Sunday, April 20, 2014
Inquirer Daily News

Should teachers' addresses be public information?

A couple of years back, I did a piece for City Paper profiling some rank-and file city employees. I remember several of the people I spoke to being surprised -- and a little horrified -- that I could learn their salaries and publish them if I so chose. One asked not to be included in the piece because she didn't want certain family members to learn her salary (I obliged). Which is just to say, they didn't see it as obvious that a lot of information about them should be public simply by virtue of their being public employees.

Should teachers' addresses be public information?

A couple of years back, I did a piece for City Paper profiling some rank-and file city employees. I remember several of the people I spoke to being surprised -- and a little horrified -- that I could learn their salaries and publish them if I so chose. One asked not to be included in the piece because she didn't want certain family members to learn her salary (I obliged). Which is just to say, they didn't see it as obvious that a lot of information about them should be public simply by virtue of their being public employees.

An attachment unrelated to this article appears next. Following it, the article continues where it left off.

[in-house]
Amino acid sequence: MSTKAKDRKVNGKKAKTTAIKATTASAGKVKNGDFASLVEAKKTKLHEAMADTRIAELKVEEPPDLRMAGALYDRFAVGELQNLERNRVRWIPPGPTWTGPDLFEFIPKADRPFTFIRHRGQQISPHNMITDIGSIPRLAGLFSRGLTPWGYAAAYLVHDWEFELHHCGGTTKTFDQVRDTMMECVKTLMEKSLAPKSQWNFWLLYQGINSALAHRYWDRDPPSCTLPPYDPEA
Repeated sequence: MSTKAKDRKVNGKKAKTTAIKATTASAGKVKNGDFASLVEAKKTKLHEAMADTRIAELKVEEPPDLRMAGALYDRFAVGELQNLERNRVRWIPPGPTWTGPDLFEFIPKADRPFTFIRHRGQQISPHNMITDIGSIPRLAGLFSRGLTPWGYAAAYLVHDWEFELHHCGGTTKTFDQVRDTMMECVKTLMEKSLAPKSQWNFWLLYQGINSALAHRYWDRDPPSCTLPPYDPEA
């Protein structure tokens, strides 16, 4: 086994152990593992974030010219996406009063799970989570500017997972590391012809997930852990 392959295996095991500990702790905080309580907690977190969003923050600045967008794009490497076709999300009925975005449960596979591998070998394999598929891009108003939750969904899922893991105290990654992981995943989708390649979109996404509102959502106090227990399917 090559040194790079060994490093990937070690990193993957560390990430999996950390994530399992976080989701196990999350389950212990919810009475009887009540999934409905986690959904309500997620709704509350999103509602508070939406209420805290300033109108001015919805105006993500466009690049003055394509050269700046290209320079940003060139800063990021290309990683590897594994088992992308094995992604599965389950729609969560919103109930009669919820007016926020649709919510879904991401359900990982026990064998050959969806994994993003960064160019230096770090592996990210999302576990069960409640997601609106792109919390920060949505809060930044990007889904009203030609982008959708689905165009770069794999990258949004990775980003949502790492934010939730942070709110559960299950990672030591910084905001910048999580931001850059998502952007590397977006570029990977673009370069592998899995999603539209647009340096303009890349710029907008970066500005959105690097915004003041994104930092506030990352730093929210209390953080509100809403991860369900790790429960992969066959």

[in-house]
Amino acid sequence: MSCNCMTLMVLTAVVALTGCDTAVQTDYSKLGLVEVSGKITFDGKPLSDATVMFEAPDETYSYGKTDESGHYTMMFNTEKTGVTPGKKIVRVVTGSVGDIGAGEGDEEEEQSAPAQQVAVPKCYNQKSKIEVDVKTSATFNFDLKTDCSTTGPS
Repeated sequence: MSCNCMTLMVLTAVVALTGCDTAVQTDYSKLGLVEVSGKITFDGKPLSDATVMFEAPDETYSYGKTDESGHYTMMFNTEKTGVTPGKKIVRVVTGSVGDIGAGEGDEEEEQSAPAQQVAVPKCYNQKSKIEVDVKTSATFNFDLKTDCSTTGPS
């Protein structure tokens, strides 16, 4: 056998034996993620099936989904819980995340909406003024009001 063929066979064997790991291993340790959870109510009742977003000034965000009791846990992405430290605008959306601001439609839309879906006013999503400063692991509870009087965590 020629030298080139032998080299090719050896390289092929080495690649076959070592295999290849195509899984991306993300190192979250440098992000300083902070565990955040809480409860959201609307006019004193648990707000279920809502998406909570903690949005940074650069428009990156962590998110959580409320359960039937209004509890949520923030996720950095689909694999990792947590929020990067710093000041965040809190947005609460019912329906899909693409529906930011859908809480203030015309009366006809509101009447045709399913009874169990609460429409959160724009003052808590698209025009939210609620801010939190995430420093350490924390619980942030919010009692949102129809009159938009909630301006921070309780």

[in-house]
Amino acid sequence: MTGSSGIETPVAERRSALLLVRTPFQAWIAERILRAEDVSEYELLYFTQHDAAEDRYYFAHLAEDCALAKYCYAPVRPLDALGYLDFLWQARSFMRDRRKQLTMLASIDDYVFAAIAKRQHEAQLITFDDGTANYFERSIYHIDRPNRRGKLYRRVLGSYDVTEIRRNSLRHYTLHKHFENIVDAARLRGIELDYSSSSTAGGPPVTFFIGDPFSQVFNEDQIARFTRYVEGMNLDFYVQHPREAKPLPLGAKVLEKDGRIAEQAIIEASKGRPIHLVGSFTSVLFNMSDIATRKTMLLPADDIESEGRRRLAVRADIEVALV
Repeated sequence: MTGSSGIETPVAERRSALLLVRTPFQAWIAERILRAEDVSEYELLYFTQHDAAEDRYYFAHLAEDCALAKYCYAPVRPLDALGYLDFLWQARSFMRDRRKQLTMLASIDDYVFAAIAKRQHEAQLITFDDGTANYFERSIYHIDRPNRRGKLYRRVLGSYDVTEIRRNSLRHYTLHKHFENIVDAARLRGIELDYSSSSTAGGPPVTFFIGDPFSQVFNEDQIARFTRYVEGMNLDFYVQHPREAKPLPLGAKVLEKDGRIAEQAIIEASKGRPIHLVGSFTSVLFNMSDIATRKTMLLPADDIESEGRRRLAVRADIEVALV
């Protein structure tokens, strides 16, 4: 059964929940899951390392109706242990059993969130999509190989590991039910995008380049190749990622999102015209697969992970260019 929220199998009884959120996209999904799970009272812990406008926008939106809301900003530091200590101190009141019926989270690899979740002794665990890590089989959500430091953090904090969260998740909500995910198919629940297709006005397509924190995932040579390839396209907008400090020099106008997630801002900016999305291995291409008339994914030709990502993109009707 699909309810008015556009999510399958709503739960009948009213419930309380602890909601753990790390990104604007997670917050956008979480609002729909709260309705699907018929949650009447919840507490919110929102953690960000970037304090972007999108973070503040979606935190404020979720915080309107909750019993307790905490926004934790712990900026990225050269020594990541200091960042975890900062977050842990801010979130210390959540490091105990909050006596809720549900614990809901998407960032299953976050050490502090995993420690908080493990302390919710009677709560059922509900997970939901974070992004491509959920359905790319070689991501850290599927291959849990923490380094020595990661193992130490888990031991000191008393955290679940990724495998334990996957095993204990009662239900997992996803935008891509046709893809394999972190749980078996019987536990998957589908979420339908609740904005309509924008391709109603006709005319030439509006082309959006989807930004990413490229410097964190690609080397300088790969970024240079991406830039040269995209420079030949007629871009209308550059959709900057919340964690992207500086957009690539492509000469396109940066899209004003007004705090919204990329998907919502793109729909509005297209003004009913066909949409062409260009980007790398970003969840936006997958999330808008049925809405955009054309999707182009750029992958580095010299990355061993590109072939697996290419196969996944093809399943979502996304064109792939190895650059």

Today I noticed this piece from the AP about a dispute in state court over whether public school teachers' addresses should be open record. The state's biggest teachers' union says no; the Office of Open Records says yes. The latest development in the case is a technical one -- the court ruled that the union will have to sue individual school districts from disclosing the information, rather than the OOR -- but the central question here is interesting. How much information about public employees is the public entitled to? Certainly one can see why teachers' salaries and professional qualifications should be disclosed. But what's the case for making their addresses public? We're having a hard time seeing it, but we'll put in a call to Terry Mutchler, of the Office of Open Records, and see what she says. In the meantime: Thoughts?

Update: Waiting on a call back from the Office of Open Records, but I should probably disclose that I am married to, and share an address with, a Pennsylvania teacher.

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Every year, city government spends slightly more than $4 billion. Where does all that money come from? More importantly, where does it go? Are we getting the most bang for our tax buck? “It's Our Money” is a joint project between Philadelphia Daily News and WHYY, funded by the William Penn Foundation, designed to answer these questions.

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